Nevertheless, and ominously if you weren't part of the STP team, Granatelli had tempted legendary Parnelli Jones into racing it, and Jones, who was on the verge of retirement, was only willing to do that if he had a "lock on the race". Granatelli was very convincing in his affirmation, and soon after the car was too – Parnelli found that it could go everywhere he put it on the track. Up, down, in the middle – the Swooshmobile didn't need a "groove". Amazingly, not a single modification was needed to achieve that, says Granatelli: "We never, ever adjusted a spring, a push-bar, nothing. We didn't change a thing on it. They didn't do a single thing to the car to make it handle it any better. They asked if the car was designed to handle it in the first place. It had equal weight distribution. That's why I put the engine on one side and the driver on the other, because the weight would be equal all the time."


Granatelli was so confident of its reliability that he didn't even consider an engine change between qualifying and the race. He was right about that, but didn't count on the Paxton gearing giving in. Having led 171 laps, Parnelli Jones coasted to a halt on lap 196 of 200 – with just 7.5 miles to go. It was truly the nearest of misses. The Swooshmobile had been running away with the race when a five-dollar bearing in the gearcasing failed, at a point where Parnelli had almost a lap in hand on his nearest rival, AJ Foyt – and that was after spinning earlier in the race and having to claw his way back through the field.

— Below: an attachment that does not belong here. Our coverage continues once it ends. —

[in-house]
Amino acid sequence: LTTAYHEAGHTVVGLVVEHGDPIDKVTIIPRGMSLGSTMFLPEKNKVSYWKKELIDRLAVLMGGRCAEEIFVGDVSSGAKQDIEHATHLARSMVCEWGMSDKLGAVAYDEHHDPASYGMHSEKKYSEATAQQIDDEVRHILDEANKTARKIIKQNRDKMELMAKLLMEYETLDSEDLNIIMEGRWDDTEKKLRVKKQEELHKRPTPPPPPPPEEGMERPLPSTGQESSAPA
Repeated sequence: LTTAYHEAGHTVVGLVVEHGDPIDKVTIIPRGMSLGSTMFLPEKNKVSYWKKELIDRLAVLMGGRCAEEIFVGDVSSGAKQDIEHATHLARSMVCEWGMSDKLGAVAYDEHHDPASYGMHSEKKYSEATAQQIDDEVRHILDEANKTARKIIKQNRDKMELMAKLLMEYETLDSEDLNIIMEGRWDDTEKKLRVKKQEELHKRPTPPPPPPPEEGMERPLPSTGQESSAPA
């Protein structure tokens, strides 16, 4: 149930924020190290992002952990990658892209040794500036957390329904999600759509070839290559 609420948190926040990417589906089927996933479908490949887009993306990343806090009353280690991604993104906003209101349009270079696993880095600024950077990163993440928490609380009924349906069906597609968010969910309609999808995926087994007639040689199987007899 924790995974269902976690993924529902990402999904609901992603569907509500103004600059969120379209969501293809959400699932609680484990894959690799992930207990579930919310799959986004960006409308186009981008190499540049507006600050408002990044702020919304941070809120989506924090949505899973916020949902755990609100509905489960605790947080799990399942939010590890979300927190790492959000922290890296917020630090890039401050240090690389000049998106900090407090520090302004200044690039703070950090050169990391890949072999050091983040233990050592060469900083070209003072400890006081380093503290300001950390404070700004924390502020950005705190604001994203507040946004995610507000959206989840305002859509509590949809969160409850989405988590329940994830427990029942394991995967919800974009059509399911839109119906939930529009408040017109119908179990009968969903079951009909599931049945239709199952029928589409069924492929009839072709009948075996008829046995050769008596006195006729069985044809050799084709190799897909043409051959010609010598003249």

The last-gasp loss didn't help easing up USAC's stance. Horrified by Silent Sam's domination it changed the 1968 rules to further strangle the turbine's inlet area to 15,399 sq in, bringing down its output to around 450 hp. This is testimony to the complete package of his cars, Granatelli said in 2000, when asked about this tumultuous era of Indy racing: "Contrary to popular belief, the turbine car did not have a lot of power. It only had 480 horsepower while the other cars had 750 horsepower. But what the car did have was the ability to go along the corner anywhere on the track you wanted to put it. Under the groove, in the groove, under the white line, out in the gray stuff, it made no difference. The car could go wherever you pointed it."

The Howmet TX Sports Car

The Howmet TX Continental sports car was conceived concurrently with the STP-Paxton Indy car, but made its debut one year later, as it was campaigned extensively in 1968. The original car, chassis 01, was built up from a McKee Can-Am car, with cars 02 and 03 specifically built for the turbine engines. The Continental TS325-1 helicopter engine, its calculated equivalent of 2958cc producing an approximate 330 hp, drew from a center-mounted fuel tank carrying 32 gallons of Jet A fuel.

It was designed for the FIA Group 6 3-litre prototype class through the sponsorship of the Howmet Corporation of America, a metal company working as a large subcontractor to the aircraft turbine industry. The man with the vision was sportscar racer-cum-engineer Ray Heppenstall, who convinced his racing pal Tom Fleming, a board member at Howmet, to start a publicity-gaining racing programme. As such the Howmet-Continental TX was entered for the World Sportscar Championship in the days it was still covering such glamorous events as the Daytona 24 Hrs, the Sebring 12 Hrs, the 6 Hr events at Brands and the Glen, the Targa Florio, the 1000 km events at the ‘Ring, Monza and Spa, and the Austrian Sportscar Grand Prix.